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Kate Greenaway’s innocent world of childhood

Posted in Art, Artist, Famous artists, Historical articles, History, Illustrators on Tuesday, 28 May 2013

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This edited article about Kate Greenaway originally appeared in Look and Learn issue number 270 published on 18 March 1967.

Kate Greenaway, picture, image, illustration

Greetings card by Kate Greenaway

“What are you doing up so early?” the man asked as a small girl tiptoed into the kitchen.

Outside it was still dark and foggy and he was exhausted after working through the night on an etching for a London newspaper.

“I went to bed with my clothes on so I could cook you a breakfast,” replied little Kate Greenaway. As she prepared the meal, she asked her father about the work he had been doing. Someday she hoped to be an artist like him and these early morning breakfasts with her father – just the two of them together – were the highlights of her childhood.

When she grew older Kate Greenaway, who was born in London on 17th March, 1846, did become a professional artist. She designed Valentine and Christmas cards. She tried to write verses for them too, but her employer bluntly told her that these were “rubbish and without any poetic feeling.”

This harsh criticism did not deter Kate. She was confident she could draw and write and in her spare time she produced a book of children’s poems.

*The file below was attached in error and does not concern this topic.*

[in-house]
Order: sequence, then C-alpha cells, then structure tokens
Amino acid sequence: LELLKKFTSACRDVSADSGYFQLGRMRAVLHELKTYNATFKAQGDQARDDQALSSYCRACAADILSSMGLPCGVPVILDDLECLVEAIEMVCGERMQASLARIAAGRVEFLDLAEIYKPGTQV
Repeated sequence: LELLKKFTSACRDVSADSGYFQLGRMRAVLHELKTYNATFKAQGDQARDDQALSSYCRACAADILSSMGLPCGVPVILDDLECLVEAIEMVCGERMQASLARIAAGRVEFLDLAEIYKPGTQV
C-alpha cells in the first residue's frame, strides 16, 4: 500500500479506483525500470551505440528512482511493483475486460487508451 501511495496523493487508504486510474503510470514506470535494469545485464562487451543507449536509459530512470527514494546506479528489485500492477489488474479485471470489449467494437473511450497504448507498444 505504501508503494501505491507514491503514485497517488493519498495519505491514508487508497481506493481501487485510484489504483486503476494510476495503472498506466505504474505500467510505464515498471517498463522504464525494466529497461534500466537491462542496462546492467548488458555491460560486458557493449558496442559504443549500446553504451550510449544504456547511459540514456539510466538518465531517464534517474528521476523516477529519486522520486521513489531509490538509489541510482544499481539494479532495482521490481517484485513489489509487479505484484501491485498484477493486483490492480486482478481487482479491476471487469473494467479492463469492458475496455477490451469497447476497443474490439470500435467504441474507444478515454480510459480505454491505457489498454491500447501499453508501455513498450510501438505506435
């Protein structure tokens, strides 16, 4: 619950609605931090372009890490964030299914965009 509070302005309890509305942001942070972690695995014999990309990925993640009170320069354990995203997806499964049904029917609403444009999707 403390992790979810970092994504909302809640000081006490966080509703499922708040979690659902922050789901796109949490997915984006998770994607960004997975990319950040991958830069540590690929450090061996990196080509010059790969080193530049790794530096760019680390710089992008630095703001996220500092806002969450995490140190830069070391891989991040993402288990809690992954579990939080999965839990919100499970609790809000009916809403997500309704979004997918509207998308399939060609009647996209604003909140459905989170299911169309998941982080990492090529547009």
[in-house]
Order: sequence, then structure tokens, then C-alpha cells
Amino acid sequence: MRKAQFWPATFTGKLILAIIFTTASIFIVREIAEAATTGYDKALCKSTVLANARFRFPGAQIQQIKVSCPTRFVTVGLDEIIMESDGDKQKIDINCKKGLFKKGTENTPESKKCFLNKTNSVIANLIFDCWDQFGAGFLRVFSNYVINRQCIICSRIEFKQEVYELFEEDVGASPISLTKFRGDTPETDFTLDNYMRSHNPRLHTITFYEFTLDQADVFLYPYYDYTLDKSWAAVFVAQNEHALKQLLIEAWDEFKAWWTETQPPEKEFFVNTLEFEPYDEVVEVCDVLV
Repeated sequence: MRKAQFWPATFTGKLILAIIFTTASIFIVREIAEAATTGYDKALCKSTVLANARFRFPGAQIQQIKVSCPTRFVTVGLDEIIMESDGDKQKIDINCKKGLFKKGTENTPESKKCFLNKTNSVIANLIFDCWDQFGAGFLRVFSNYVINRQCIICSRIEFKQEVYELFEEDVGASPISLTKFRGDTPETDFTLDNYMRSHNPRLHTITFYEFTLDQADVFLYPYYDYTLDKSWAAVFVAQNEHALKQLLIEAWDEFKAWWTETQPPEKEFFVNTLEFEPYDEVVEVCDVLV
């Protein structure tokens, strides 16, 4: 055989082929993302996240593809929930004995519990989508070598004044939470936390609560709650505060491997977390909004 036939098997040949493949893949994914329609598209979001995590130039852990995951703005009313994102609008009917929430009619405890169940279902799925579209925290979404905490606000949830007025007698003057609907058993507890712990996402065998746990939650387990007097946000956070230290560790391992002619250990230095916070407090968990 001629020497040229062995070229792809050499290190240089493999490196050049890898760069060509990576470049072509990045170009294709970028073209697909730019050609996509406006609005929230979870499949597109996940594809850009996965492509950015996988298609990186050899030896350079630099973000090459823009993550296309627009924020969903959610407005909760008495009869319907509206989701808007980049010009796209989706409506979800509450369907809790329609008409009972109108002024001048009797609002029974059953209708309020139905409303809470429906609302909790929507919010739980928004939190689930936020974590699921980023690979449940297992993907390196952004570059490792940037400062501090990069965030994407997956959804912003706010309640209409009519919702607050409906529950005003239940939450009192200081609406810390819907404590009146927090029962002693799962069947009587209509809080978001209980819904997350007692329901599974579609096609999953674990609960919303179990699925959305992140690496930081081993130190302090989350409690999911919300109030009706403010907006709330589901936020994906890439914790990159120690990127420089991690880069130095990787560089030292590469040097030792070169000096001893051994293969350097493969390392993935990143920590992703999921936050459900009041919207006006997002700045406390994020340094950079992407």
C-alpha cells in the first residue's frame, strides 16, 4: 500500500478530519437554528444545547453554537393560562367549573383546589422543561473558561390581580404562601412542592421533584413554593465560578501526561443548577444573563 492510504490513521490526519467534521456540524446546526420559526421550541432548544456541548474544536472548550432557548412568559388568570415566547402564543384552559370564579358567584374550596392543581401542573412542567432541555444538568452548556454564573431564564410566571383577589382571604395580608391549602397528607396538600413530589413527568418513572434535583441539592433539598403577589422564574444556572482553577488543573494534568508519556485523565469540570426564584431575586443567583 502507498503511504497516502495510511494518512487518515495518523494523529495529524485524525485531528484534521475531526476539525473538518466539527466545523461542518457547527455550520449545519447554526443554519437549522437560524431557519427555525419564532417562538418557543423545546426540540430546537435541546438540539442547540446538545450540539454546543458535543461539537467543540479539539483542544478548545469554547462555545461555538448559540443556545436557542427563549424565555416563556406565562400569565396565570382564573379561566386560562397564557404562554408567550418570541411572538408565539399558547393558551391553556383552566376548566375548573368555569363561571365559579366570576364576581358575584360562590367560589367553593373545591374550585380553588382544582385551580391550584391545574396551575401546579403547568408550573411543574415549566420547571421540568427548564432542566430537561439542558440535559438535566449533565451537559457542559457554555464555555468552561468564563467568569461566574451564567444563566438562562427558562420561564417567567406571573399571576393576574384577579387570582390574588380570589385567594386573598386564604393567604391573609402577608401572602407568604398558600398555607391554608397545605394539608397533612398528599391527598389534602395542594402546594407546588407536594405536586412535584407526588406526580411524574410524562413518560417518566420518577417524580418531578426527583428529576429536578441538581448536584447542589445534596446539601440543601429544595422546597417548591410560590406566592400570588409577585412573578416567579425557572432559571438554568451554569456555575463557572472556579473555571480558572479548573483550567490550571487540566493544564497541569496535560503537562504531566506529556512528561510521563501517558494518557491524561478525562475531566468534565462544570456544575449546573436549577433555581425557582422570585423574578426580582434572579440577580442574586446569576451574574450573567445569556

The publisher who saw it was delighted. Until then children’s books had been very crude, but Kate brought real art into her work and this was proved by the fact her pictures were later hung in the Royal Academy.

The book sold faster than the presses could print it. Kate’s pictures of children in it enchanted adults as much as the young readers. Kate used real children to base her pictures on, while the backgrounds were built on experiences from her own happy childhood.

After this success in 1879 Kate was able to give up the Christmas cards and concentrate on more book illustration. These books caused a revolution in publishing for children and many other artists tried to copy Kate’s style. They never quite succeeded and the Kate Greenaway books became so popular round the world that Victorian fashions in children’s clothes were based on them. Generations of little girls wore “Kate Greenaway frocks,” even in Japan where the books were translated.

All through her busy life Kate continued to capture the happiness of children in her delicate drawings. She died on 6th November, 1901, but since then her work has been reissued and still continues to give pleasure.

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